Check out these top tips to help you care for and make the best use of
your fencing products, decking and sheds, as well as some great advice on storage
Easy Fence Panel Installation
Installing or replacing a damaged fence panel is much quicker and easier if you use a purpose-designed post support system. Forest's 'FenceFast' easy-fit range, available from most garden centres, is particularly simple to use and is the only type to cater for almost any post size and design.
Easy Fence Post Repair
Thankfully there is a labour-saving way to repair a broken or rotten fence post that was originally set in concrete, without the effort of digging up and replacing the concrete itself. A purpose-designed easy-fit 'repairfast' spike (available from garden centres) can be installed around the old post base, and a new post can be fixed into place.
Install to Last
- To keep fences firm and rot-free check whether they are actually installed correctly. Pressure-treated timber has been fixed with an anti-rot preservative during manufacture so it is protected from the elements - and direct ground contact - for around 15 years. Dip-treated panels, however, need a pressure-treated gravel board beneath them to prevent direct ground contact and extend panel life.
- Invest in suitable posts. Heavier fence panels and most garden pergolas will benefit from the added strength of 100mm posts
- Check your posts are long enough before fixing. Always ensure posts are sunk at least 600mm (2') into the ground. If you are erecting panels over an uneven or sloping surface remember you may require longer posts in places
As with anything in life, you get what you pay for. Whether you need to replace a complete garden boundary, arch, pergola or shed buy the best quality you can afford; you'll be minimising repairs and replacements later on. Where you position these items is equally important. If you can't avoid an exposed spot then look for a style that can cope with the elements. Extra heavy-weight, lattice-work fence panels can be an especially good buy - they provide strength and durability whilst allowing the worst of the winds to pass harmlessly through.
Timber Care Top Tips
- Check the condition of all your garden fences, posts, structures and stores, securing any loose joints and replacing weakened or broken items. Sand off any old, flaking stain or dirt from dry surfaces and apply an annual coat of good quality wood preservative.
- Spring & Autumn are good times to work on your fence. Any flowers and leafy plants in borders alongside the fence will have died back, so walking on the area will not damage them too much. However, maintenance on any trellis with climbing plants should be carried out in early spring before the plants start to grow again.
- Decking will benefit from a good clean and an application of preservative or stain, decking oil and decking protector, to help prevent moisture damage and mould growth.
- If roofing felt has been torn or damaged on garden buildings, replace and ensure it is fully secure. Give all glazing, oil hinges and window fixings a good clean. If metalwork shows signs of rust, clean and apply a paint treatment specifically made for garden furniture. Check all fixings are tight and then your building will be ready to withstand the winter weather to come.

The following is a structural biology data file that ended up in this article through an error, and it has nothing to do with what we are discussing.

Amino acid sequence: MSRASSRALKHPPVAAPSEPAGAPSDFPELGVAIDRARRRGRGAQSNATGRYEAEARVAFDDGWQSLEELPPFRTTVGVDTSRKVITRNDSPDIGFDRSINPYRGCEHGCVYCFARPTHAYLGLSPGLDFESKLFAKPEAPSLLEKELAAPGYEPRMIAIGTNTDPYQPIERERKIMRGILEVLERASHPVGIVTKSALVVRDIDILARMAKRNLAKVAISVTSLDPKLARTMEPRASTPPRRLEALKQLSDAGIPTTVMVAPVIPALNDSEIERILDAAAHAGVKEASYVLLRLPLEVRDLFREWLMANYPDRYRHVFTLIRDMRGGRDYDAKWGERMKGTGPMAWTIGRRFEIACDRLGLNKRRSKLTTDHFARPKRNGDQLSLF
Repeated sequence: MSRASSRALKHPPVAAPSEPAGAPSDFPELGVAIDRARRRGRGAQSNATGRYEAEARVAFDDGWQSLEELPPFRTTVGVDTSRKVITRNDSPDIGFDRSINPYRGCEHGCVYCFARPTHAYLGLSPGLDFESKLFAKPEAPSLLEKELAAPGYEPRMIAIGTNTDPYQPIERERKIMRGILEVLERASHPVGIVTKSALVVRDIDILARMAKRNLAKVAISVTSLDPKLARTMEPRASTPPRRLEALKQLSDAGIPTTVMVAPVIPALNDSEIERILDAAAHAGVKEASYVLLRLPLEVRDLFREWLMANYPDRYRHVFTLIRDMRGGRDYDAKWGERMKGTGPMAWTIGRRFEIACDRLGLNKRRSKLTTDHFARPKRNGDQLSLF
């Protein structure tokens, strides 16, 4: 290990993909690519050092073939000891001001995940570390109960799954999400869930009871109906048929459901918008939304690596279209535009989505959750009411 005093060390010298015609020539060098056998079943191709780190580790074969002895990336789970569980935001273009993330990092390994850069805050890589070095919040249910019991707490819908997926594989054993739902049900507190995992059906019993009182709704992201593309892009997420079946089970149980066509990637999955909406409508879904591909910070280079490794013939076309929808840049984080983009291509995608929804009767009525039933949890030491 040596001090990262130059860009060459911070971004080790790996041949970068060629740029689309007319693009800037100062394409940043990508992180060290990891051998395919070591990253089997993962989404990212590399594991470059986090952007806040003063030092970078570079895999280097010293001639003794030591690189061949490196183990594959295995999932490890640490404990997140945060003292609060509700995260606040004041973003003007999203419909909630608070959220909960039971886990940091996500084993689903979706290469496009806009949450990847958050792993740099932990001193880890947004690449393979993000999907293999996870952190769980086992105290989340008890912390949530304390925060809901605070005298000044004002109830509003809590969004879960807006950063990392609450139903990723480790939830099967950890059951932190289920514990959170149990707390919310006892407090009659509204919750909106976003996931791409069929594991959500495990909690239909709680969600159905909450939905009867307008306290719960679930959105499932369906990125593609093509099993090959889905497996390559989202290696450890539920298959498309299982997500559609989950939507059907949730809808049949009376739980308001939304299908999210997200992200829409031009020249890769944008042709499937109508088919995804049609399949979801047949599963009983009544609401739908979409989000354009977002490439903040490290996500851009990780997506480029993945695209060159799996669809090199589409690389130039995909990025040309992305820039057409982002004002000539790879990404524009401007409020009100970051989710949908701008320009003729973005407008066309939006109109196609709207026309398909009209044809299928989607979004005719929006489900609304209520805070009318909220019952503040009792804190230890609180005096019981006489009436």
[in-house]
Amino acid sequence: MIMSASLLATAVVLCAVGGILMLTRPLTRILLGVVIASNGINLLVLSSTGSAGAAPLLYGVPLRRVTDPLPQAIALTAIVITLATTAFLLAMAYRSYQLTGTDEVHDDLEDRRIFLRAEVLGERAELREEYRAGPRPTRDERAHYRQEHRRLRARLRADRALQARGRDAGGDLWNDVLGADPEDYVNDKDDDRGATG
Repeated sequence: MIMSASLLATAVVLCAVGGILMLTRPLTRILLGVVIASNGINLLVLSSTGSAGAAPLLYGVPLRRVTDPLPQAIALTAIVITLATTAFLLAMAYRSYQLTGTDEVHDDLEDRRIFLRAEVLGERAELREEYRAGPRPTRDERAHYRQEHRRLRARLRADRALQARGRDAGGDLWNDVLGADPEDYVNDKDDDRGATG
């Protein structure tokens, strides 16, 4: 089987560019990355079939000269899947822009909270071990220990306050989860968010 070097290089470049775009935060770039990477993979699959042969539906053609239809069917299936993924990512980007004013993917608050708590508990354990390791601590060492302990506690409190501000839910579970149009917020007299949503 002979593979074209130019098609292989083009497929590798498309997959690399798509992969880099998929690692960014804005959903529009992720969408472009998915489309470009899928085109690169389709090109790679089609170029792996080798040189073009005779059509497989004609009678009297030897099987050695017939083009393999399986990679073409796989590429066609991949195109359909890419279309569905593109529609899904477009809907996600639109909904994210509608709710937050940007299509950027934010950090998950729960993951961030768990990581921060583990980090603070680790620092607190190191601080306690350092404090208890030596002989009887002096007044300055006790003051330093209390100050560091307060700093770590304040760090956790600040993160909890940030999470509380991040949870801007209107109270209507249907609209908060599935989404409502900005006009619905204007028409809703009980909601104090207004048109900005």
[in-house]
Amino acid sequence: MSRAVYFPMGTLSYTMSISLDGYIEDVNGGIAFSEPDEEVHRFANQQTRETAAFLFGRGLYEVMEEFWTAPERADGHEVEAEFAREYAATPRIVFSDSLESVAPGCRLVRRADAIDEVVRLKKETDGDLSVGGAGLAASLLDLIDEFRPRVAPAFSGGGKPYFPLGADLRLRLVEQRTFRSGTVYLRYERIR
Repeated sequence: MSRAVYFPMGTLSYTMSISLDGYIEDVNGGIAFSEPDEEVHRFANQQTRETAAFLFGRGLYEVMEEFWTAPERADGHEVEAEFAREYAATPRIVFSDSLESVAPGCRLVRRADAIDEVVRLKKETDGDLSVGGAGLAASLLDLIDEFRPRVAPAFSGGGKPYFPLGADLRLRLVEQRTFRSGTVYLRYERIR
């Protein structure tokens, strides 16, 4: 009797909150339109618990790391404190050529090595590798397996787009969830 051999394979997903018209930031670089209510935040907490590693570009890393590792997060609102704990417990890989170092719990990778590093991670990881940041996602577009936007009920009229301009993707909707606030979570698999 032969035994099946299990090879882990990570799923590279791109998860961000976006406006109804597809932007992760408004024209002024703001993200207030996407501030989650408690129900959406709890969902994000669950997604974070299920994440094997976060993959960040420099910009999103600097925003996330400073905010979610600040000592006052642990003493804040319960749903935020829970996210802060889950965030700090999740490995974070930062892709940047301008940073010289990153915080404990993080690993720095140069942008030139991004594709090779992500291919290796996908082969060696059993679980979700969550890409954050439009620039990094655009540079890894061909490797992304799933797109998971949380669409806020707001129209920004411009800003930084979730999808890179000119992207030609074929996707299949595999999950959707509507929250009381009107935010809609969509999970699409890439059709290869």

- The best time to treat your shed is usually in spring or autumn when you have a dry day. This means that the timber will not be too wet or dry ensuring you get the optimum absorption of treatment in the timber. Do not treat you timber when it's raining as the treatment will simply be washed away.
- When there is no more need for garden furniture, store it in the shed or garage to protect it from the winter weather and allow it to dry out.
- Be frugal and save seeds in a cool, dry, frost-free place, such as a tin box in the shed. These can then be sown in the spring.
- Remember to check that your tools are in good working order and store them away for when you next need them.
- Dig and store summer tubers and bulbs, which can then be planted again in spring.
- Winter gives cuttings and leaves a chance to break down and produce nutrient-rich compost, which will be ready for boosting the garden in the New Year. Now is also a really good time to turn your compost heap. It will heat up nicely and then gently rot over the winter.
- Avoid bonfires where possible. Instead, put garden waste on the compost heap or add it to the council's green waste collection.
- Be sure to rake your lawn and keep it free from leaves. Whilst leaves will provide the lawn with nutrients, they will also help encourage unwanted weeds and also suffocate the lawn, which needs to breath. The leaves also make great compost!
- A good composter should be compact, allow plenty of air to circulate and offer easy access.
- Good compost needs just two main ingredients: 'brown' and 'green'. Heap on plenty of 'brown' materials (such as dead leaves and plants, straw or sawdust) and layer with 'greens' (grass cuttings and any vegetable kitchen waste). Try to use more browns than greens as this will make your compost decompose better.
- If the materials you use are fairly dry, water your compost heap from time to time to keep it 'sponge-moist'.
- Don't use diseased plants or tough weeds such as dandelions and couch grass; you'll simply be spreading them back onto your garden later.
Protecting The Environment
Most of the timber used in our products is cut in our own sawmills from trees which have been grown in UK forests.
These woodlands come under the control of the Forestry Commission. This government agency has a statutory duty to ensure responsible management of existing woodland and must comply with sound environment practice.